The New England Patriots’ bid for a second consecutive Super Bowl title ended Sunday in Denver with another loss to the Broncos in the AFC Championship Game, the second time this has happened in three years. There’ll be no duck boat parade, no fifth ring for Tom Brady and no awkward dance party at Bob Kraft’s summer home.
The blame pie can be cut into multiple slices for this one and no one is immune, not even the Hall of Fame coach, the three-time Super Bowl MVP quarterback, or the historically accurate kicker who always seems to come up aces when the team needs him most.
As far as losses go, this was a complete team effort and it’ll have immediate and long-term effects on the future of the organization (offensive line coach Dave DeGuglielmo became the first fall guy late Monday night, fired after just two seasons on the job). Below are a few important takeaways from a season that began with so much promise and ended with another thud in the Mile High City.
1. This one’s on Bill Belichick. Sunday’s game should’ve never been played in Denver.
Keep in mind this team started the season 10-0, an offensive juggernaut that just rolled through opponents with ease. This was billed as the Tom Brady F.U. Tour, payback for what he and the organization had to deal with during the offseason “Deflategate” saga.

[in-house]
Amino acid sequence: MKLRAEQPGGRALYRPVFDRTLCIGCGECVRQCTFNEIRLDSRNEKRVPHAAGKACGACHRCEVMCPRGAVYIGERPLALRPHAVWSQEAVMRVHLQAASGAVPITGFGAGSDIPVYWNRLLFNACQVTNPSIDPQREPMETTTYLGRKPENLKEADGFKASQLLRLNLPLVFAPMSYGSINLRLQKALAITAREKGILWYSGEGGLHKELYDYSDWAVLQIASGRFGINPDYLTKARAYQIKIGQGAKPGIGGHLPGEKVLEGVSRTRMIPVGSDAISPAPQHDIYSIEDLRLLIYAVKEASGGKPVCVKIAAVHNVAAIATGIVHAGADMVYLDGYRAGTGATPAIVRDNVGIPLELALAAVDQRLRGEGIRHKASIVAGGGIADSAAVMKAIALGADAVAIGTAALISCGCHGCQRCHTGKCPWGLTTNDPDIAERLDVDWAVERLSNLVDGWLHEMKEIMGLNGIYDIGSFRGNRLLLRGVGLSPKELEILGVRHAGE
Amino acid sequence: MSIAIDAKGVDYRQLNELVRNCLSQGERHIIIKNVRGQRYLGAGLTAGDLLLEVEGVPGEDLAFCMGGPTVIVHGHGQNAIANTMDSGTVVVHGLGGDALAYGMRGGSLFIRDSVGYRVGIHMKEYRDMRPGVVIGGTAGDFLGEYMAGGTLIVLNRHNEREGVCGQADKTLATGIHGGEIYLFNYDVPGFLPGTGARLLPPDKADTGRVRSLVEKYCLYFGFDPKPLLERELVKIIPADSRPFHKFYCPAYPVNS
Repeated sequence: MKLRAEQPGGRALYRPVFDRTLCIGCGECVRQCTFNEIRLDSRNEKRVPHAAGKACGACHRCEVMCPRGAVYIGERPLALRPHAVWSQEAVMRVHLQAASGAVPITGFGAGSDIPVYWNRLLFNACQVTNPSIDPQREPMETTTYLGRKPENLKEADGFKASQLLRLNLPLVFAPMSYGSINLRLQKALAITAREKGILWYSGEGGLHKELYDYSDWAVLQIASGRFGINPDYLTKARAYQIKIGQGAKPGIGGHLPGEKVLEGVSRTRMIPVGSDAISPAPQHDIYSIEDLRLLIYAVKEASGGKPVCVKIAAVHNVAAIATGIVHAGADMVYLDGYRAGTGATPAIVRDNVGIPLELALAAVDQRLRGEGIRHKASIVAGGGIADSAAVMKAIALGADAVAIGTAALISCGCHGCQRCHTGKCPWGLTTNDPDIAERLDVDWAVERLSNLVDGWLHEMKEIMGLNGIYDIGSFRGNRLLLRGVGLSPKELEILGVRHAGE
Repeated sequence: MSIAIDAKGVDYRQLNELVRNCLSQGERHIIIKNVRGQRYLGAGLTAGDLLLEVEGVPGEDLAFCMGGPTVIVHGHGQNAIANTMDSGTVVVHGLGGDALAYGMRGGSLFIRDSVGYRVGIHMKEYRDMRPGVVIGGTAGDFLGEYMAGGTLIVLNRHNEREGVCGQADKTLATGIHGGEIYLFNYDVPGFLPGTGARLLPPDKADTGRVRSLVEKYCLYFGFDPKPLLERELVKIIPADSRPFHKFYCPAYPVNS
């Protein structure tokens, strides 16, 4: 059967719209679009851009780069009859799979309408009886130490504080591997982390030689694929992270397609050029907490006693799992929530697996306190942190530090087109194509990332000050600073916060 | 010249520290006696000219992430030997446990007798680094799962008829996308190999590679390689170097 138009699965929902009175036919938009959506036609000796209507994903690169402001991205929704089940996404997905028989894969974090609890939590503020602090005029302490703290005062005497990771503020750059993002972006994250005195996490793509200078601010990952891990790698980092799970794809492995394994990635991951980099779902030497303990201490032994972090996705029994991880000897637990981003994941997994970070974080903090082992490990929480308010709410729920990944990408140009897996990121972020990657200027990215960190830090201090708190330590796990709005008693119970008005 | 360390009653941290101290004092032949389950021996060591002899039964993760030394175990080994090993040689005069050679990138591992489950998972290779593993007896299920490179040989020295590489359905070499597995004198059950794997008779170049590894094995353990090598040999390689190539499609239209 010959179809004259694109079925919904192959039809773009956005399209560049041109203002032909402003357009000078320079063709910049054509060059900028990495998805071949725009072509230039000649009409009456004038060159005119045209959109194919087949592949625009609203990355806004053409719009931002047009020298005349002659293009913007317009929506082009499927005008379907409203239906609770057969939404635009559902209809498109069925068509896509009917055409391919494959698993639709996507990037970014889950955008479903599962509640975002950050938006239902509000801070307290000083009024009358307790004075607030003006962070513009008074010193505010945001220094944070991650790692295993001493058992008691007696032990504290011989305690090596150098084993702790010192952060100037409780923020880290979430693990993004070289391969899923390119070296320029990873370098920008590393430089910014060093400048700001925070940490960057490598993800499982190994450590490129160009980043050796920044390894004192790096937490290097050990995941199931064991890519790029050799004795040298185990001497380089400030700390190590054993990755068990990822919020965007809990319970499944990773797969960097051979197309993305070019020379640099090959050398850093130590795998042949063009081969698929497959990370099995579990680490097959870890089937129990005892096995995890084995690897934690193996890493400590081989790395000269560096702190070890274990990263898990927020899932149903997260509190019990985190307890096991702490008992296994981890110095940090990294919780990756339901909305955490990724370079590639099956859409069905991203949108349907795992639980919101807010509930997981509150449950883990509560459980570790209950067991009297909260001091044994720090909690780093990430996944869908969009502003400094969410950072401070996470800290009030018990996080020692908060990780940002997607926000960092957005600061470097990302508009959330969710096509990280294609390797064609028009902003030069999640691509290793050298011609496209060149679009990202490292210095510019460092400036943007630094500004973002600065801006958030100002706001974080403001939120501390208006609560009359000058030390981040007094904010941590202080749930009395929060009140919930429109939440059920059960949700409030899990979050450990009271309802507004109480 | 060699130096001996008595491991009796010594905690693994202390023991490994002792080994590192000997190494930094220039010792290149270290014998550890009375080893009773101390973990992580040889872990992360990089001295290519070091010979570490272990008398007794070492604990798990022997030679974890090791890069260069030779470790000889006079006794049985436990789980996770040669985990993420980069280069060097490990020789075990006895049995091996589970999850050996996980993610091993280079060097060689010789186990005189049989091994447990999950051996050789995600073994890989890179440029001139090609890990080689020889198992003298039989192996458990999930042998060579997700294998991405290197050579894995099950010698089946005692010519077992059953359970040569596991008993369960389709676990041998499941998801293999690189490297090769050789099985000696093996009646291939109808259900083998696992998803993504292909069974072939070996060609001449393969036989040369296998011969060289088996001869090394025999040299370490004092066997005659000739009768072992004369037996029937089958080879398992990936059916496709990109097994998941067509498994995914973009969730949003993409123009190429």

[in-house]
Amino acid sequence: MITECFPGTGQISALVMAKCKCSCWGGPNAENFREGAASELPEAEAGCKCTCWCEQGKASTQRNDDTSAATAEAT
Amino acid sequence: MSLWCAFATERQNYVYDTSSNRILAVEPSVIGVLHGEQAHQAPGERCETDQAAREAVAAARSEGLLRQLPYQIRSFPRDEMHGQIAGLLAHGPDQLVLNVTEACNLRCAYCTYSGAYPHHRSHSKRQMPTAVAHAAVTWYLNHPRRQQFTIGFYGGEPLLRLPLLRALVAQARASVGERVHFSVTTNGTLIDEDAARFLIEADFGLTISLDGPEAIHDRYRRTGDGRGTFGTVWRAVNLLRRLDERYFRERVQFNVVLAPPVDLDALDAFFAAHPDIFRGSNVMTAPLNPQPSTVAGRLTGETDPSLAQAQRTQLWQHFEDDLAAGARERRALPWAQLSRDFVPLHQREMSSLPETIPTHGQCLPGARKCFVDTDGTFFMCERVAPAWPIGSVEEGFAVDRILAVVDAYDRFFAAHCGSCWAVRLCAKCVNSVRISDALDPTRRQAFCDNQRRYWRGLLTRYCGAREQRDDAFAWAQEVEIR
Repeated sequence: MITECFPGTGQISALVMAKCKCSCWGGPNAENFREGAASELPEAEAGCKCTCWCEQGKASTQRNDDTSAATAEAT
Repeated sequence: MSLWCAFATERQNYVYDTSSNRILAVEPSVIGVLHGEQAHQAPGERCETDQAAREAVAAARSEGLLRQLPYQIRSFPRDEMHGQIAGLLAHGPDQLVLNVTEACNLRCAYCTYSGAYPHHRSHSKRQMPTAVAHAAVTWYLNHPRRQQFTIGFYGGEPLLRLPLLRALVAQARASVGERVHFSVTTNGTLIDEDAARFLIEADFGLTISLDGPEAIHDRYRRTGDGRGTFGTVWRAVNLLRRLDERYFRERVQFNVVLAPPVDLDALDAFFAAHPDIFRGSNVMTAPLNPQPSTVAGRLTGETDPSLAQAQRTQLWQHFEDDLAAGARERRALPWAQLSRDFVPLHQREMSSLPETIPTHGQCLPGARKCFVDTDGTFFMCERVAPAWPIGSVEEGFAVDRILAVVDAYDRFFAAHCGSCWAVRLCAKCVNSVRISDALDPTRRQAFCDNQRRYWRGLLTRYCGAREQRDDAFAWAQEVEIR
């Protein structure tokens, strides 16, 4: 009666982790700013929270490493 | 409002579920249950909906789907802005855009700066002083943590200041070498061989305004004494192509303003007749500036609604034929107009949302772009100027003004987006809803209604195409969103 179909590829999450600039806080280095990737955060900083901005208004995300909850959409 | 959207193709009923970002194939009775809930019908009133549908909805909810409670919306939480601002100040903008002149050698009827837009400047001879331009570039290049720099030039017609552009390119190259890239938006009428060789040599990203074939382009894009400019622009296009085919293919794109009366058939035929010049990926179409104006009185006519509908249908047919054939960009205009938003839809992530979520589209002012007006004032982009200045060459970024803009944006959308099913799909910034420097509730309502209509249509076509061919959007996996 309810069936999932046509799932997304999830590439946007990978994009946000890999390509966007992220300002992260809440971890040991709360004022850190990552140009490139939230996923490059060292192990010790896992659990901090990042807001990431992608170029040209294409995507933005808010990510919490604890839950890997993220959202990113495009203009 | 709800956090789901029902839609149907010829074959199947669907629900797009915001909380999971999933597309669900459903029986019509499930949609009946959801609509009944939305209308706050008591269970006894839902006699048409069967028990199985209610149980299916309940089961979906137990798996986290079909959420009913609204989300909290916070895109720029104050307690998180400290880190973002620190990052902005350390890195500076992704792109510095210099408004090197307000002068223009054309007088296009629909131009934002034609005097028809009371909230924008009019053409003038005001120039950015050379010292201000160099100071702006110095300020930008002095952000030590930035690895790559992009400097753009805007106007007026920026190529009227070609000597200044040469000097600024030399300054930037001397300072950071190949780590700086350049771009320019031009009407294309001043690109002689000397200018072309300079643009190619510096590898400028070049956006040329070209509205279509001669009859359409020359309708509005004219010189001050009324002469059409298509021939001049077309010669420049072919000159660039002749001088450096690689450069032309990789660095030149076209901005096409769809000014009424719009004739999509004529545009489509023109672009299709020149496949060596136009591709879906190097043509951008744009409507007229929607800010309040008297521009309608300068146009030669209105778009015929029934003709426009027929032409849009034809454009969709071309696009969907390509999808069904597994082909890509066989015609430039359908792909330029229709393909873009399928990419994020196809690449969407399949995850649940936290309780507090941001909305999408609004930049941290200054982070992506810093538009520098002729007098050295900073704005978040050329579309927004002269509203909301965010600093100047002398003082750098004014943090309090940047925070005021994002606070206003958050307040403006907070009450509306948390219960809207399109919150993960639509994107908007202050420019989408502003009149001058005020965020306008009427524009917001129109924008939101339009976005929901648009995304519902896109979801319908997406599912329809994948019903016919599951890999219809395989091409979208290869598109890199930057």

Even with the first loss to Denver in November, it seemed unlikely the AFC Championship would be played anywhere but Foxboro. The Patriots were a shoo-in for the No. 1 seed until they lost 4 of their last 6 games, an uncharacteristic slump for a team that has historically played its best in November and December during the Belichick era.
Still, all they needed to do was one of their final two games against the Jets or Dolphins to wrap up homefield advantage throughout the playoffs, something they should’ve been able to do simply by rolling out of bed on Sunday morning. They gave away the first game against the Jets by electing to kick off after winning the coin toss in overtime and then went into shutdown mode the following week against the Dolphins, resting a few starters along the way and showing no willingness to overexert key players who were clear injury risks heading into the postseason.
As a result, the Patriots lost both games and punted away the No. 1 seed to Denver, a team they’ve had trouble beating on the road since the Tony Eason era. Maybe the Patriots figured they could beat anybody anywhere as long as they were 100 percent healthy. They were wrong. They never win in Denver, especially in the postseason, and now they’ve lost 6 of their 8 in the Mile High City, including 2 of the last 3 conference title games.